What is your life built around? What is your guiding light?
Jesus made a soul-searching statement when he said, “If the light that is in you is darkness, how great is that darkness!” In other words, if we set our “sights” on the wrong thing, then every part of our lives will be affected by the wrong goal, the wrong motive. All will be darkened by this wrong “set.” And we will reproduce “after our kind.” Our children will adopt this wrong set and pass it on to their children. You see this all through history; you see it all around today.
Do you set aside a quiet time with Jesus every day? He died for us on the cross; that is a done deal. He also rose again, ascended to heaven, and sent his Spirit so that he could do something in us. This requires our cooperation, our stopping to receive life from Him.
In our workshop, we quoted Billy Graham as saying, “Fifteen minutes a day in Bible reading and prayer, and you will follow Jesus all the days of your life.” We will pass on who we are; make this your first priority: TIME WITH JESUS CHRIST EVERY DAY!
Question of the week: How do you make your quiet time meaningful? What materials have your used that have helped? What method do your use? What plan? Pass your ideas on to others.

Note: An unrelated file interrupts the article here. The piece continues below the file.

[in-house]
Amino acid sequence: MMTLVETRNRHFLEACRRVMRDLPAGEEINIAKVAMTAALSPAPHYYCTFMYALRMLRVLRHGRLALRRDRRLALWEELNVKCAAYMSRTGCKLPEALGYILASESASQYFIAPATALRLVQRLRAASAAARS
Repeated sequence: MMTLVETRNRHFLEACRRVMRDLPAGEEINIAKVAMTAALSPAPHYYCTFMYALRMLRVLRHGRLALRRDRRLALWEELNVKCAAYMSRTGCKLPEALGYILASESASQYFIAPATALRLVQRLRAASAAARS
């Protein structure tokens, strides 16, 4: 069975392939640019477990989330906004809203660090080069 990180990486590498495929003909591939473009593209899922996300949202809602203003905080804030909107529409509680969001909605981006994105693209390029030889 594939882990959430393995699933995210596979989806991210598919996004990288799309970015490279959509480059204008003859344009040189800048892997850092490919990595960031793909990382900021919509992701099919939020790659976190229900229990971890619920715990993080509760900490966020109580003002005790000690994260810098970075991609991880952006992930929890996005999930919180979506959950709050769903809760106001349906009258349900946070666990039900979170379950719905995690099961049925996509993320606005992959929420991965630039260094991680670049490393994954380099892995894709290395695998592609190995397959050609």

Last week’s question: My teen has an attitude often. How do I handle that? What should my approach be? How do I get my teen to change?
Caryn T. from Mobile says that they handle their girls differently. With one they explain and give perspective; she usually repents. With the other, they have to give her time to reflect and follow up with removal of privileges.
Jim and Mary M. from Mobile pass this along: It is good to sit down and talk to your teen with no other distractions or people around and honestly ask what is going on. Talk calmly, help them see how they need to be, pray with them and share appropriate scriptures.
Our comments: The key here is that each child is different. Both of these tips remind us to treat our children as individuals, as made in God’s image. Knowing them as persons, getting to know them better by “non-crisis” talks are critical strategies for the teen years.